Pests kept in check

Chris Pronk. Photo: Supplied.

COVID-19 disrupted pest control projects throughout New Zealand, but the Department of Conservation and manager of local initiatives say the impact is manageable.

All pest control and wildlife monitoring projects ceased during Alert Level 4 and only DOC-approved projects could continue in Alert Level 3. Work resumed in Alert Level 2.

The timing of lockdown worked in wildlife’s favour, says DOC communications adviser Steve Brightwell.

“Given it was autumn during lockdown, pests weren’t breeding much and neither were birds nesting, so the impact is likely to have been negligible,” says Steve.

“When people were able to resume checking traps they found a very high proportion of them had caught predators over the several weeks of lockdown.

“Initial indications from Whirinaki Te Pua-a-Tāne Conservation Park are that once the traps are cleared and re-set, as many as half of them are catching rats in the next round.

“This is considered higher than normal, but shows the traps are doing the job they are put there for and our native species can look forward to low predator numbers again going into spring. We would expect the situation to be similar right across the Bay of Plenty.”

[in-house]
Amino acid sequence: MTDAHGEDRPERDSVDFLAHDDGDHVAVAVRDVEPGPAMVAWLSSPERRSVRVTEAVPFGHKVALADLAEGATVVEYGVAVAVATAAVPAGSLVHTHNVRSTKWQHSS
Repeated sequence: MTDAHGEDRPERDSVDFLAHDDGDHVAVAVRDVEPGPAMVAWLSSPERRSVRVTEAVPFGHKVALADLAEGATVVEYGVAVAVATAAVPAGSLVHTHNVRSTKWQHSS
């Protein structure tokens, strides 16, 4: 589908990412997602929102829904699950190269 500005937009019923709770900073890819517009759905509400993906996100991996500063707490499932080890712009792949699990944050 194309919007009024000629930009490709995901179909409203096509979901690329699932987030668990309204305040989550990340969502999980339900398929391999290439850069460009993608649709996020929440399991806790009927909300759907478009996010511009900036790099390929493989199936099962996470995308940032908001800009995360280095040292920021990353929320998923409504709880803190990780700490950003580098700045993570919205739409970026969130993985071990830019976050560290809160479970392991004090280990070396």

Ōtanewainuku Kiwi Trust chair Bruce Fraser says Alert Level 1 comes just in time for the Trust’s busy season.

“We are going to be pretty flat out until the end of the year, with work including our fourth Kōkako survey, which we do every three years.”

“I’ve been enormously impressed with the enthusiasm of our volunteers who have been more than keen to get back into the forest.

“They strongly believe in conservation and didn’t hesitate to come back to help keep pests in the Ōtanewainuku forest under control.”

To volunteer for Ōtanewainuku Kiwi Trust, visit:

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